The Global Epidemic of Over-Scheduling
Updated: Nov 23, 2018
There is a global epidemic of over-scheduling and it's ruining our health. These days it's almost like being busy is a medal of honour and wearing a "Scarlet B" is like a badge of worthiness. And more and more I’m finding people glorifying being busy. I call it the "Cult of Busy".
I liken my feelings towards this cult to "Cult of Yoga” which I’ve discovered is a competitive battlefield between the mats – Who’s got the cuter outfit? Who can stay in the pose for longer? Who can stretch the furtherest? Women’s eyes flickering around the room with their “cult glasses” on… sheesh! (that’s a post for another time).
Ok, so back to the “B” word, a word I’m starting to despise as I hear it all too often. In my world, being too busy means I’m not living a balanced life. Part of health and wellbeing for me is taking time out to relax, to have fun, to do something I love and enjoy and to switch off. In my books, doing the occasional nothing IS doing something. Studies indicate that people who take time out actually have higher productivity levels and have increased creativity. It’s good for the mind, absolutely brilliant for the body and soothing for the soul.
It may even be good for the bank balance too, according to a 2016 study by Project: Time Off, which indicated that people who use their holiday time at work are actually more likely to get a promotion or a raise.
I should probably point out that by being “busy” what I’m actually referring to is being “busy working” aka “workaholism.” Don’t get me wrong, when I’m busy being productive, learning, evolving, making things happen, contributing to my team and my own goals - pat on the back, I love it! I’m talking about overdoing it... consistently... “workaholics” in one simple word.
The thing I often wonder about is - are these people really as busy as they claim to be or is it a knee-jerk response for poor priorities? Or perhaps, do they throw themselves into their work as an excuse for the things their life is lacking? Things like fitness or relationships. Or, do people sometimes work more to avoid their lives altogether too? Hmmm... it’s a conundrum alright. So, why is work getting in the way of life?
Aussies are one of the highest of all the hard working countries in the developed world, according to ABS figures released in 2016, with the average full-time employee working 40.6 hours a week. On top of that, only 48 percent of us actually take our entitled annual leave and 45 per cent admitted to not using any annual leave at all in 2017, according to the Travel Habits report. Workaholism is making us unwell, leading to reduced health and fitness, strained relationships and increases the risk of depression and mental illness (mind you, being idol will do this too, but I'm focusing on "busy" in this feature). Technology, with all its conveniences has induced us to 24/7 productivity capability.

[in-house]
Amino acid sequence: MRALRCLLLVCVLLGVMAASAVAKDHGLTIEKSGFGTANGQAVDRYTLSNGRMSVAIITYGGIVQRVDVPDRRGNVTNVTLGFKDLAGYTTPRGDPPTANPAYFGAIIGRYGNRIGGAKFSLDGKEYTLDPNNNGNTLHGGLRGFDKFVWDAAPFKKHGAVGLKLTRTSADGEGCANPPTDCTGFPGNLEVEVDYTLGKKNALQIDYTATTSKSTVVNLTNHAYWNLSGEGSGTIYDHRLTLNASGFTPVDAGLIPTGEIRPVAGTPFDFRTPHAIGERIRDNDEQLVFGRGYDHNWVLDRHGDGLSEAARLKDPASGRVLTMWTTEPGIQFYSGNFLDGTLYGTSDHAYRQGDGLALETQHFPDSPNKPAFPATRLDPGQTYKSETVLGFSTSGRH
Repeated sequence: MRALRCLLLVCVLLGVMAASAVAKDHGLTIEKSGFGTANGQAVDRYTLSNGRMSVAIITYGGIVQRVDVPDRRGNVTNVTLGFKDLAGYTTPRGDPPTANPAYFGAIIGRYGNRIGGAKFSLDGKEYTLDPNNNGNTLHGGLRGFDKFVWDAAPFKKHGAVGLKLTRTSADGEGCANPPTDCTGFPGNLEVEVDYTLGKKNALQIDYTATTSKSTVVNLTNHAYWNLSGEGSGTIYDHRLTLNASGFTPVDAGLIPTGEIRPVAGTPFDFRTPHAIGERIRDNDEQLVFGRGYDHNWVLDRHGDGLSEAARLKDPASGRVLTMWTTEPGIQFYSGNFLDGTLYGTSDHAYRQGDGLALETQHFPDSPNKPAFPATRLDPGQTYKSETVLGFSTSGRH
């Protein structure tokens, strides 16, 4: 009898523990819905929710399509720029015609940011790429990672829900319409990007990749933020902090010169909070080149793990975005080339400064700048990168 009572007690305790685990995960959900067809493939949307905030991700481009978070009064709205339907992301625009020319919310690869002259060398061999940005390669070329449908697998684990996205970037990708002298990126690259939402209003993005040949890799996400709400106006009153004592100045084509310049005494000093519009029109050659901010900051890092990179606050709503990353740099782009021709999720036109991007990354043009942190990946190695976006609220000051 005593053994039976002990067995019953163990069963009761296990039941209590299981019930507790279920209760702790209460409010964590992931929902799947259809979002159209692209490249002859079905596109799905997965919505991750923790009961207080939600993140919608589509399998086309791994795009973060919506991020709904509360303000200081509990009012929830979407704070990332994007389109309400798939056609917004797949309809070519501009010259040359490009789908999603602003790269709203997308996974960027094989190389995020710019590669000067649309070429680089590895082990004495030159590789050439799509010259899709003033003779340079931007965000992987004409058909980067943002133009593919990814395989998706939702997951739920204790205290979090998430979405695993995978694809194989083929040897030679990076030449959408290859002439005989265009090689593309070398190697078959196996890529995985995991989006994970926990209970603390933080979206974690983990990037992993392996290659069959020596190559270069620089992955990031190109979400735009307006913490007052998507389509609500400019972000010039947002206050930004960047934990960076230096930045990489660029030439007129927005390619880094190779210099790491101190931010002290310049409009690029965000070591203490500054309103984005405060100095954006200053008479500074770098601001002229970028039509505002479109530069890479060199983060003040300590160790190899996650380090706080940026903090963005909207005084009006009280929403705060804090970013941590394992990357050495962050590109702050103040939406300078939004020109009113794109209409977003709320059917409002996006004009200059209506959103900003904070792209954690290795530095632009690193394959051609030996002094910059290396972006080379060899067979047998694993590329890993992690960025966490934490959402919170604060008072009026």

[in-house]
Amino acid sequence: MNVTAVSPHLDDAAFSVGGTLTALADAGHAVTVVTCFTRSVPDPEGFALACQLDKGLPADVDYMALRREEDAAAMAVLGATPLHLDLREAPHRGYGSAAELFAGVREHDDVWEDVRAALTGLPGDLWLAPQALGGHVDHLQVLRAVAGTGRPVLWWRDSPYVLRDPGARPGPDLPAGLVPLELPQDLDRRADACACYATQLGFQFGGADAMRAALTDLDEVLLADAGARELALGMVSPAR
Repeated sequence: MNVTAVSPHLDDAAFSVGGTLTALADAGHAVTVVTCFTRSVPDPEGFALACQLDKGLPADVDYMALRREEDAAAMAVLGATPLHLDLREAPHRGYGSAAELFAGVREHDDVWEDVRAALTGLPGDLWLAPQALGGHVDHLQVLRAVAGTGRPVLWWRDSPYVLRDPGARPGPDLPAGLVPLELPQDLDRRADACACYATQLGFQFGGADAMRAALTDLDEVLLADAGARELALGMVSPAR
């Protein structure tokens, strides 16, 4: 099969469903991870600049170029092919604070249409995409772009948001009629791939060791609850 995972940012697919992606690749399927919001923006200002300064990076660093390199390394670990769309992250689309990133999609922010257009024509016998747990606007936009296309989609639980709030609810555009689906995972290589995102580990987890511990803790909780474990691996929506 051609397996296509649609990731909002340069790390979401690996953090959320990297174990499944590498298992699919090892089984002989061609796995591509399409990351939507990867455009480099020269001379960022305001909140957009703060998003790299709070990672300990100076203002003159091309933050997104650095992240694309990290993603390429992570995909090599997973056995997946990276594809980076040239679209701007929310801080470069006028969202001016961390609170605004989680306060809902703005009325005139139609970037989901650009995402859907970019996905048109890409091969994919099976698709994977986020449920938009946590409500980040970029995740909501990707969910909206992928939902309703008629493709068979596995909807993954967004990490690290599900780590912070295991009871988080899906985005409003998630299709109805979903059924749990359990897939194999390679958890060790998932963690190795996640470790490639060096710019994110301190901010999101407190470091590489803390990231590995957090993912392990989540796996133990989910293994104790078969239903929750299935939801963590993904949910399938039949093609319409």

But, does all this overtime actually help your career or your business prospects? Not exactly. According to the Ford Motor Company, the sweet spot is the 40-hour-week. Any more than that can lead downhill, and quickly. Truth is, continuously striving towards productivity can backfire. Remember, unhappy workers become unproductive workers. People burn out, the fuel can run out (and it eventually does) and more importantly, the fire and drive they once had eventually cripples.
Unplugging and balancing out the work hours and spending more quality time on fun things like spending time with your nearest and dearests or your favourite hobby or sport can absolutely make you happier, and boost performance. Cheers to that!
You only need to take a quick look around at how some of the world’s other cultures are handling the overwork endemic. In Germany, the laws ban managers from contacting their staff after hours. Volkswagen says they stop forwarding emails to staff 30 minutes after the end of each work day, while Daimler encourages its staff to delete all emails while they’re on holiday (wow!).
Working oneself to death has actually become so prevalent in Japan, they’ve called it “karoshi” meaning “death from overwork.” The Japanese government has become so concerned about the 200 to 400 annual deaths caused by karoshi, they’ve now enforced that all local companies force employees to take five days off annually. Five is not much really, but it’s better than karoshi, wouldn’t you agree?
With this intel, it’s no surprise that despite all the cheese, wine and bread the French consume, they seem to be in pretty good nick with some of the lowest rates of cardiovascular disease and obesity in all the developed countries of the world. The French government have implemented an average of up to 30 days of paid leave a year in France and a protected 35-hour work week. Good call guys!
On the flip side of being busy bee - if you did too much of nothing and you remain idol consistently, there’d be negative side effects to that too. But, there's not enough time to go into that for now guys as I’m off to do something fun. In the meantime, remember - it’s all about balance. For me anyhow, balance is always the key, but balance can sometimes be one of the most challenging things to foster.
Hope you all have a relaxing one. Keep well this week and never underestimate the power of taking time off to recharge those batteries and ultimately live a happier better quality life. So, if you’re in the “Cult of Busy”, perhaps try entering the “Cult of Balance.” Easier said than done, but it’s something nice to aspire to!